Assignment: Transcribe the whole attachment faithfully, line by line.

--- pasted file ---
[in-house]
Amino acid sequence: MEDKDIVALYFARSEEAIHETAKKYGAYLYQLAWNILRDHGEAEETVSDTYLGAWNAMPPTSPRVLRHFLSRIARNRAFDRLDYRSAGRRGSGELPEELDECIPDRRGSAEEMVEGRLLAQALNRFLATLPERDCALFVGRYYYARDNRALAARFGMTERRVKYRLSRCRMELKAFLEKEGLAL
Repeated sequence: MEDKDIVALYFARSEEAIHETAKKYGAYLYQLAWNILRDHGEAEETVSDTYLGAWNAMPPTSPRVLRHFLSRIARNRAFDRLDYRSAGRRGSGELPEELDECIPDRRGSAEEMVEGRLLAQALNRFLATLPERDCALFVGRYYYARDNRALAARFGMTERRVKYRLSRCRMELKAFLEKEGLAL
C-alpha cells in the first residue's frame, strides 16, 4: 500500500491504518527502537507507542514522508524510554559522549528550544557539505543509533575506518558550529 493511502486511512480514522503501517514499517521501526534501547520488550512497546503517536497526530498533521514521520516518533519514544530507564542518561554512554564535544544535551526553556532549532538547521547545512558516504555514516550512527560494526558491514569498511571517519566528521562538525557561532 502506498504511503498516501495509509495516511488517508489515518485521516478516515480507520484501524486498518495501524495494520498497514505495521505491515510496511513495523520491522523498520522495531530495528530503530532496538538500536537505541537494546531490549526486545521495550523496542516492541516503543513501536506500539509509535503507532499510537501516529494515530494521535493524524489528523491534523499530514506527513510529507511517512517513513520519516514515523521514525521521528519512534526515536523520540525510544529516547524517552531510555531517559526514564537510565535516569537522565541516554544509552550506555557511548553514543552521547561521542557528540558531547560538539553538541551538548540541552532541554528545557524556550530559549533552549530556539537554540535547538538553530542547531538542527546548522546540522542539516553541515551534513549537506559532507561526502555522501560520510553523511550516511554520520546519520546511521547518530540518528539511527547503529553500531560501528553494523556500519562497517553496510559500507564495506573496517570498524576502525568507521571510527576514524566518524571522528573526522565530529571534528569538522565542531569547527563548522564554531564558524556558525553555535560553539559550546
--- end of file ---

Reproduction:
[in-house]
Amino acid sequence: MEDKDIVALYFARSEEAIHETAKKYGAYLYQLAWNILRDHGEAEETVSDTYLGAWNAMPPTSPRVLRHFLSRIARNRAFDRLDYRSAGRRGSGELPEELDECIPDRRGSAEEMVEGRLLAQALNRFLATLPERDCALFVGRYYYARDNRALAARFGMTERRVKYRLSRCRMELKAFLEKEGLAL
Repeated sequence: MEDKDIVALYFARSEEAIHETAKKYGAYLYQLAWNILRDHGEAEETVSDTYLGAWNAMPPTSPRVLRHFLSRIARNRAFDRLDYRSAGRRGSGELPEELDECIPDRRGSAEEMVEGRLLAQALNRFLATLPERDCALFVGRYYYARDNRALAARFGMTERRVKYRLSRCRMELKAFLEKEGLAL
C-alpha cells in the first residue's frame, strides 16, 4: 500500500491504518527502537507507542514522508524510554559522549528550544557539505543509533575506518558550529 493511502486511512480514522503501517514499517521501526534501547520488550512497546503517536497526530498533521514521520516518533519514544530507564542518561554512554564535544544535551526553556532549532538547521547545512558516504555514516550512527560494526558491514569498511571517519566528521562538525557561532 502506498504511503498516501495509509495516511488517508489515518485521516478516515480507520484501524486498518495501524495494520498497514505495521505491515510496511513495523520491522523498520522495531530495528530503530532496538538500536537505541537494546531490549526486545521495550523496542516492541516503543513501536506500539509509535503507532499510537501516529494515530494521535493524524489528523491534523499530514506527513510529507511517512517513513520519516514515523521514525521521528519512534526515536523520540525510544529516547524517552531510555531517559526514564537510565535516569537522565541516554544509552550506555557511548553514543552521547561521542557528540558531547560538539553538541551538548540541552532541554528545557524556550530559549533552549530556539537554540535547538538553530542547531538542527546548522546540522542539516553541515551534513549537506559532507561526502555522501560520510553523511550516511554520520546519520546511521547518530540518528539511527547503529553500531560501528553494523556500519562497517553496510559500507564495506573496517570498524576502525568507521571510527576514524566518524571522528573526522565530529571534528569538522565542531569547527563548522564554531564558524556558525553555535560553539559550546